Do you have any advice for other tutors that might be struggling with the changing mental health needs of their students?
Just because [a student] has a mental health issue, it doesn’t mean they can’t fulfil their aspirations. In my experience, sometimes not working compounds the problem. It can lead to a feeling of shame and opens them to inner-critic attacks, which can make them even more avoidant. Oftentimes working (sometimes in a more straightforward way – say, simple location drawing for example) is the way out of a hole. The sense of achievement leads to increased self-esteem, and slowly they can come back to more balance.
And if you can afford it, or you can get your university to pay for it, do a short counselling skills course. It’s brilliant. You would be a hugely valuable asset in terms of the course, and it’s also valuable for an individual teacher’s sense of safety and self-competence. Nurses do it, why don’t we?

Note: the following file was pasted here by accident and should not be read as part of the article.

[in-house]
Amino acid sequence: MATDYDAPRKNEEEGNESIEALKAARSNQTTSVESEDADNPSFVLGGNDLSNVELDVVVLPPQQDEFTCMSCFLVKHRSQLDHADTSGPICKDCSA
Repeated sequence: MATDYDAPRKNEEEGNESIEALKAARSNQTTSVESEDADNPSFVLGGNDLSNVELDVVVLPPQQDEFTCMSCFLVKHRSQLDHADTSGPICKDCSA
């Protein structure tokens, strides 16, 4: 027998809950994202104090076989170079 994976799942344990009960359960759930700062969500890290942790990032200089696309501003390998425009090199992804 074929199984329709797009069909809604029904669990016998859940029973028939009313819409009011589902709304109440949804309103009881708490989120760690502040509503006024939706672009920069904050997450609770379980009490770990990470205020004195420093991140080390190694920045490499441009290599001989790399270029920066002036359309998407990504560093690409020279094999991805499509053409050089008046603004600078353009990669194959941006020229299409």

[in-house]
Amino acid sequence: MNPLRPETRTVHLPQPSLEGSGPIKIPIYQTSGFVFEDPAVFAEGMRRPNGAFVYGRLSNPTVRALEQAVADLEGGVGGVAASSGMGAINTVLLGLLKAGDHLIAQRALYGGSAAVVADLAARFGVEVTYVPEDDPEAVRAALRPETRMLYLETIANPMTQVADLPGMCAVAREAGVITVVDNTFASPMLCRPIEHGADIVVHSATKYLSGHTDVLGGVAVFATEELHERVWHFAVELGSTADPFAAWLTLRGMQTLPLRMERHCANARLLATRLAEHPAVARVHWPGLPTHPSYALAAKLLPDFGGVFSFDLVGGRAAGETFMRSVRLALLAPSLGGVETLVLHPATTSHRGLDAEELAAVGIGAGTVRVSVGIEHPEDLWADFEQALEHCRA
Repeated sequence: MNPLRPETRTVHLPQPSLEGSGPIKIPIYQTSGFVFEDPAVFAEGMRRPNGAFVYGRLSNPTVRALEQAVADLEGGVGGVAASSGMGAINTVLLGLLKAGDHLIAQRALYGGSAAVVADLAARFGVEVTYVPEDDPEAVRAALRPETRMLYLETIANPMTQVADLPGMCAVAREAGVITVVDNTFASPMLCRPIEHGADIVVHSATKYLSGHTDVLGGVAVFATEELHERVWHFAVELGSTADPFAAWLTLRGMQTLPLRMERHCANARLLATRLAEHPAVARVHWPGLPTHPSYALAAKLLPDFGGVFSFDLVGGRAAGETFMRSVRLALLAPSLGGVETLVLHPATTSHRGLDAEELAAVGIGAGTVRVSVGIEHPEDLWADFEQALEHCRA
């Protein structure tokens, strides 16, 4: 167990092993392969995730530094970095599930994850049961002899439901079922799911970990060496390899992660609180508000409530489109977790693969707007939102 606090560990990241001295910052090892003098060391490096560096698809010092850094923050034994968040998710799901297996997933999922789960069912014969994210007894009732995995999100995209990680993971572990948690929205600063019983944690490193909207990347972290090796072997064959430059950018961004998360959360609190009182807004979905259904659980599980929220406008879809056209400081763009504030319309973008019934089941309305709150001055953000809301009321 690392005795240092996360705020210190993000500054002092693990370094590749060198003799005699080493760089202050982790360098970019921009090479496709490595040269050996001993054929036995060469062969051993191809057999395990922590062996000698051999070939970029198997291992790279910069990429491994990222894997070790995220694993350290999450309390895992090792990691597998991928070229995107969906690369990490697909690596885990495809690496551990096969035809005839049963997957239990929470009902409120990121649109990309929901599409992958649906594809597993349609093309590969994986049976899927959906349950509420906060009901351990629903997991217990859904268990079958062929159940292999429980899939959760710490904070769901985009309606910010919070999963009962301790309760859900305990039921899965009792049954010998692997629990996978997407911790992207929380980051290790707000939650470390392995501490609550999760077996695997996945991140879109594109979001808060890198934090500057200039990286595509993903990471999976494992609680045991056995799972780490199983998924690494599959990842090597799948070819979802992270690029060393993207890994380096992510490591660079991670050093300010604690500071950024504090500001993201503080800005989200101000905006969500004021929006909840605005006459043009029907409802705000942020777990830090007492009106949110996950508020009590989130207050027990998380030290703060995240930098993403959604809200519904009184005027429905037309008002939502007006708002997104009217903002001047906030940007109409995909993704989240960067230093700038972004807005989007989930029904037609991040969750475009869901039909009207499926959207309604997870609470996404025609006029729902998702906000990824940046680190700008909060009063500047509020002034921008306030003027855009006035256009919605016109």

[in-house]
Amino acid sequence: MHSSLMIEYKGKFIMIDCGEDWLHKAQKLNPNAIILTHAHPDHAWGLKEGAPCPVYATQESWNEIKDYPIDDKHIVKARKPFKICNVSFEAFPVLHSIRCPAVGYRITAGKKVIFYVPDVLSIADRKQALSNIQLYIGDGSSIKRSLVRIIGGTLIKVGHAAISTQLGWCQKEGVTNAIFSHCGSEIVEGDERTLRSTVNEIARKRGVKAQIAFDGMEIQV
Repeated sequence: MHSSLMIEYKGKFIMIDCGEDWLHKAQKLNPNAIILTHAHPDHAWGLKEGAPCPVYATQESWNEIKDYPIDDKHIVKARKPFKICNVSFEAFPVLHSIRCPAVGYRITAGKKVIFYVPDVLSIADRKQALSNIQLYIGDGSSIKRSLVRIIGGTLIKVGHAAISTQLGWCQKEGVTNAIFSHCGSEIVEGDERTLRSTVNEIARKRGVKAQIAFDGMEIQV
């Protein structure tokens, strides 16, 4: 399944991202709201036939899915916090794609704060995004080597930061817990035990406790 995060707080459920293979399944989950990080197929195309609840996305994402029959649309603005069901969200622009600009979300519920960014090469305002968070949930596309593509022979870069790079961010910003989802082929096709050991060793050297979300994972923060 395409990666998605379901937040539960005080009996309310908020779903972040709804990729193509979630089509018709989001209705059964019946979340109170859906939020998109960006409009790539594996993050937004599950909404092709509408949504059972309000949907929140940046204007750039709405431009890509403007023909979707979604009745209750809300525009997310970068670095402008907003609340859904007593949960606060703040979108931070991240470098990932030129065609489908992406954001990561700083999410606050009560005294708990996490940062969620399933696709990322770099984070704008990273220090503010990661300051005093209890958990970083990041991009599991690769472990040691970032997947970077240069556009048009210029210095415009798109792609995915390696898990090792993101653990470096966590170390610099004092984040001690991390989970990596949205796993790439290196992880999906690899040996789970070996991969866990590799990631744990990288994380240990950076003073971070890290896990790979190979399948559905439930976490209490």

Do you have any advice for students?
Don’t rush into higher education. Take some time out before university. The students who have had a year or two out before university tend to be more stable, motivated and able to deal with disappointment. In addition, your pre-frontal lobes – the part of the brain that deals with perspective-taking and self-regulation – don’t stop growing until you are 25. Maybe higher education comes too early?
Also, there’s a massive misunderstanding about what what university is for. Often at open days, I talk to A-Level students and they just want to get their degree as quickly as possible. They see a piece of paper with a grade on it as being the point of university, rather than as an experience where you’re growing in all kinds of directions.